By: Shannon Ralph
The US Senate made history last week by confirming, for the first time ever, an openly gay male to serve as a federal judge. After just 30 minutes of debate in which senators from both sides of the aisle praised the nominee and encouraged senators to vote for his nomination, the Senate confirmed J. Paul Oetken by a vote of 80-13. A simple majority was required for confirmation.
Joe Solmonese, president of the Human Rights Campaign, praised the Senate for what he has called a “historic vote” confirming an openly gay male to the federal bench.
“Confirmation of Paul Oetken serves as a role model for all LGBT people interested in serving on the judiciary and shows LGBT youth that hard work pays off,” Solmonese said.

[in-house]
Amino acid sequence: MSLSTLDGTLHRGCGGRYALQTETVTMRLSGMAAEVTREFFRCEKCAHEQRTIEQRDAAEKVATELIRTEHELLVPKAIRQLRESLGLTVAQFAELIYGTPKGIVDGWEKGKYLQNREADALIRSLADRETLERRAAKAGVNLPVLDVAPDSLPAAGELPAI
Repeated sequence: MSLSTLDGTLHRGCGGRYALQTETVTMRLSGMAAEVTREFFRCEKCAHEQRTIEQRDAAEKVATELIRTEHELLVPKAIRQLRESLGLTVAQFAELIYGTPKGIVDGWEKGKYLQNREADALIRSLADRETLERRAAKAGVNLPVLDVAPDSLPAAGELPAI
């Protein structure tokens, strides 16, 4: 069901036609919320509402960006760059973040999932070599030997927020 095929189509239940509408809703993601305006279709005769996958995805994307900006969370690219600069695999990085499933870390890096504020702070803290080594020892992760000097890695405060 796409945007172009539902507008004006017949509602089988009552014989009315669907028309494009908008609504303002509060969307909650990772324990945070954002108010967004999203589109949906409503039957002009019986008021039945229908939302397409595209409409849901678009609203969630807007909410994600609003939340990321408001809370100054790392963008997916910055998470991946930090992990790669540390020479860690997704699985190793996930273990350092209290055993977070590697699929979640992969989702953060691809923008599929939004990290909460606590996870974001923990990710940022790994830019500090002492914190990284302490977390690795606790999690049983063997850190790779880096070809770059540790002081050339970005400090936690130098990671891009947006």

Sen. Patrick Leahy (D-Vt.), chair of the Senate Judiciary Committee, also extolled the confirmation of Oetken, stating, “All of us in the Senate can also be proud that Mr. Oetken was reported with the support of every member of the Judiciary Committee — Democratic and Republican — and will be confirmed by what I believe will be an overwhelming vote in the Senate. It is a sign that, as a nation, we have taken a new and welcome step on the path of ensuring that our Federal judiciary better reflects all Americans.”
Oetken has practiced law with the firm Debevoise and Plimpton, and since 2004, served as associate general counsel at Cablevision. From 1999 to 2001, Oetken was associate counsel to President Clinton and specialized in First Amendment issues, presidential appointments, ethics, civil rights, and legal policy. Oetken also co-authored a U.S. Supreme Court friend-of-the-court brief in Lawrence v. Texas, which struck down sodomy laws throughout the country.